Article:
Japan, US say 3-way ties with S. Korea are key to security

Japan's Prime Minister Shinzo Abe (R) meets with US Chairman of the Joint Chiefs of Staff Gen. Mark Milley (L) at the Abe's office in Tokyo on November 12, 2019. (AFP)
Updated 12 November 2019

Japan, US say 3-way ties with S. Korea are key to security

  • Relations between Japan and South Korea in recent months have been their lowest in decades
  • Milley also met with PM Shinzo Abe and Defense Minister Taro Kono

TOKYO: The chairman of the US Joint Chiefs of Staff, Gen. Mark Milley, agreed with Japanese officials Tuesday that three-way cooperation with South Korea is key to regional security and that an intelligence sharing pact between Tokyo and Seoul should not be scrapped.
Japanese Foreign Minister Toshimitsu Motegi said he told Milley that discord among the three countries would only destabilize the region and benefit North Korea, China and Russia.
“We shared a view that Japan-US-South Korea cooperation is more important now than ever, as we discussed the latest situation related to North Korea, including the North’s latest launch of ballistic missiles,” Motegi said.
He and Milley also agreed on the importance of the Japan-South Korea intelligence sharing pact. Motegi added that Milley promised to convey that message to South Korea during his upcoming visit there.
South Korea has announced plans to scrap the General Security of Military Information Agreement, or GSOMIA, amid disputes with Japan over trade and wartime history.
The deal, which is set to expire later this month, symbolizes the Asian neighbors’ security cooperation with Washington in the face of North Korea’s nuclear and missile threat and China’s growing influence. US President Donald Trump’s administration has been exerting last-minute pressure on Japan and South Korea to keep the deal.
Milley also met with Prime Minister Shinzo Abe and Defense Minister Taro Kono, according to the Foreign Ministry and news reports.
Relations between Japan and South Korea in recent months have been their lowest in decades.
Japan has denounced South Korean court rulings that ordered Japanese companies to compensate elderly South Koreans for forced labor during World War II, insisting that all compensation issues were settled by a 1965 treaty normalizing relations between the two countries.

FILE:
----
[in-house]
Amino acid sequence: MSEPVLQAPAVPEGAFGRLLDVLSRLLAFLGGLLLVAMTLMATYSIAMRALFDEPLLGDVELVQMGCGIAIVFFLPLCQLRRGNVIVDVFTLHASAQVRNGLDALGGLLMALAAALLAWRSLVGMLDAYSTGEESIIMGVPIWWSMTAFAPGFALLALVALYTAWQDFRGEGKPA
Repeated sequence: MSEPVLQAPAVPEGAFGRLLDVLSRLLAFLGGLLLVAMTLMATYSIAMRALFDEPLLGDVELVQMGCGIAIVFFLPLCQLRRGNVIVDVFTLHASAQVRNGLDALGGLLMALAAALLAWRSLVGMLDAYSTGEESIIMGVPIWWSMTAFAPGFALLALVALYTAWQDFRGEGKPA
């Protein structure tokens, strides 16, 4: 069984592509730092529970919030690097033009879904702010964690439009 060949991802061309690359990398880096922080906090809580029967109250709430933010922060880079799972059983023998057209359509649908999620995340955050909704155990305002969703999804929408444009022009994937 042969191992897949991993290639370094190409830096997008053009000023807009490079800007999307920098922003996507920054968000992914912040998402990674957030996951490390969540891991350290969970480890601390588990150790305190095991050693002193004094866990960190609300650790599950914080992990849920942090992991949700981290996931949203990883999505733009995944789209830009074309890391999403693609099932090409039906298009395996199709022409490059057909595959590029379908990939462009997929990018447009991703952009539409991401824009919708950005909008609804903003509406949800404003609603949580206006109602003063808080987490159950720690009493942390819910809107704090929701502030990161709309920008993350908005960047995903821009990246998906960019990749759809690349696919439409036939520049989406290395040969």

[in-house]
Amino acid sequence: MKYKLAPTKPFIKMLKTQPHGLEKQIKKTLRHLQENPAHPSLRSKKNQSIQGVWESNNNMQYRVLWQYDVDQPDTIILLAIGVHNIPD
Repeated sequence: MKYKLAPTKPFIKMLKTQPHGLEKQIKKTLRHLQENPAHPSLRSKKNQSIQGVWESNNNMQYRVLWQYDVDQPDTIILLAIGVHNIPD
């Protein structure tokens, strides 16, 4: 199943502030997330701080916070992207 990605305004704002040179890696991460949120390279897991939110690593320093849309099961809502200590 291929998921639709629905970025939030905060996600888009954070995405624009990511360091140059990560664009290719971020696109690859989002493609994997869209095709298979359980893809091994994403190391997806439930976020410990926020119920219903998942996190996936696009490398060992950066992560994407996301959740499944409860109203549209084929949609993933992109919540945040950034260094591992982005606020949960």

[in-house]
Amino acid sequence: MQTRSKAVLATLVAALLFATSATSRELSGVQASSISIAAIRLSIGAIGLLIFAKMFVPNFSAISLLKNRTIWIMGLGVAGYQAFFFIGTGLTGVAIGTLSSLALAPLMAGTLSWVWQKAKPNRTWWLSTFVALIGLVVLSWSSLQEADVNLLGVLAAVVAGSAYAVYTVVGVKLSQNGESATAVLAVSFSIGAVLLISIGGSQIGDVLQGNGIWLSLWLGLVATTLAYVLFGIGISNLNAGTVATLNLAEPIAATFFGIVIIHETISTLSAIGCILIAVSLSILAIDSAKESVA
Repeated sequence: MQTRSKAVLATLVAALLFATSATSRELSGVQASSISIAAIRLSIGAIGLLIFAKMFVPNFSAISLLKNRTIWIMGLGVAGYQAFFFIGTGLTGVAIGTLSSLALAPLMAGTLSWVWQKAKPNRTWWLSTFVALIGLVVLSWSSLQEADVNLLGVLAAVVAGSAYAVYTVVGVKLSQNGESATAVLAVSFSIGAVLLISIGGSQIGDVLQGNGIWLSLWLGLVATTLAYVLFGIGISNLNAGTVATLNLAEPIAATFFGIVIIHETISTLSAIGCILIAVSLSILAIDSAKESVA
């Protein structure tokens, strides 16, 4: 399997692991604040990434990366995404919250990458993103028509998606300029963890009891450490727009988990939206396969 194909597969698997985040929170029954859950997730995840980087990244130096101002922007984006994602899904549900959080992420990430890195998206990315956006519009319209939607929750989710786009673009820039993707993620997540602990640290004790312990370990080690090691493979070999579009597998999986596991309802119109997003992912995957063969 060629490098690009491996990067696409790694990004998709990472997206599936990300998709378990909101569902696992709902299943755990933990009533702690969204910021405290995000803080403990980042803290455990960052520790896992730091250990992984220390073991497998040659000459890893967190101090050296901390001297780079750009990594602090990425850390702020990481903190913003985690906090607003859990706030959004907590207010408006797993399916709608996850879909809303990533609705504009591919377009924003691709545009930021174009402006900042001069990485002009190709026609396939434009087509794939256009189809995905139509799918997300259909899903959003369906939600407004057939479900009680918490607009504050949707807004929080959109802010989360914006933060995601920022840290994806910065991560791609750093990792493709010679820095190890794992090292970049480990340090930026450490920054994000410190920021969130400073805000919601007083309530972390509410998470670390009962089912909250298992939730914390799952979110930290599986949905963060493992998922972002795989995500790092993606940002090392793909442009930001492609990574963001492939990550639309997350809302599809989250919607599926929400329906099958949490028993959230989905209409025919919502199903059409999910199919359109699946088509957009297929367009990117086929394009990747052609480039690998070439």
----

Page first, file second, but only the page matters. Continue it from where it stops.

South Korea accuses Tokyo of ignoring its people’s suffering under Japan’s brutal colonial rule of the Korean Peninsula from 1910 to 1945, and reacted angrily to Japan’s tightening of controls on key technology exports to South Korea and the downgrading of its trade status.


Afghans honor Japanese aid worker killed in ambush

Updated 13 min 17 sec ago

Afghans honor Japanese aid worker killed in ambush

  • On Saturday, in a memorial ceremony after accompanying the body to Kabul airport, Ghani called Nakamura a hero
  • “Nakamura was a great personality who dedicated his life to the goodness and strengthening of Afghanistan’s deprived people,” Ghani said

KABUL: A 73-year-old Japanese aid worker killed in an ambush outside Jalalabad in eastern Afghanistan has been described as a “hero” by Afghan President Ashraf Ghani.
Testu Nakamura and five fellow aid workers died when gunmen attacked their car on Wednesday.
Tributes to the popular aid worker continued to pour in on Saturday with candlelight vigils held in different areas of the country. Schools erected posters of the aid worker while the national airline displayed images of him on its aircraft. 
“The level of grief and respect expressed by Afghans show how much people loved him. None of our current leaders would receive so much respect and attention should any of them die like this Japanese aid worker,” Rasoul Dad, a civil servant, told Arab News on Saturday.
Nakamura’s wife, daughter and three of his colleagues, including a childhood friend, arrived in Kabul on Friday as the Afghan government prepared to return his body to Japan.
The Afghan leader met them at the presidential palace and described Nakamura as a “hardworking personality.”
On Saturday, in a memorial ceremony after accompanying the body to Kabul airport, Ghani called Nakamura a hero.
“Nakamura was a great personality who dedicated his life to the goodness and strengthening of Afghanistan’s deprived people,” Ghani said.
The Afghan national flag was placed on Nakamura’s coffin as his family, accompanied by Japanese Ambassador Mitsuji Suzuka, left for Japan.
Nakamura, who spent more than half his life helping Afghan refugees as a doctor in Peshawar and later worked on several projects in the country, has become a national hero for many Afghans.
He was granted honorary citizenship several years ago after deciding to remain in the country despite the attempted abduction and murder of one of his colleagues.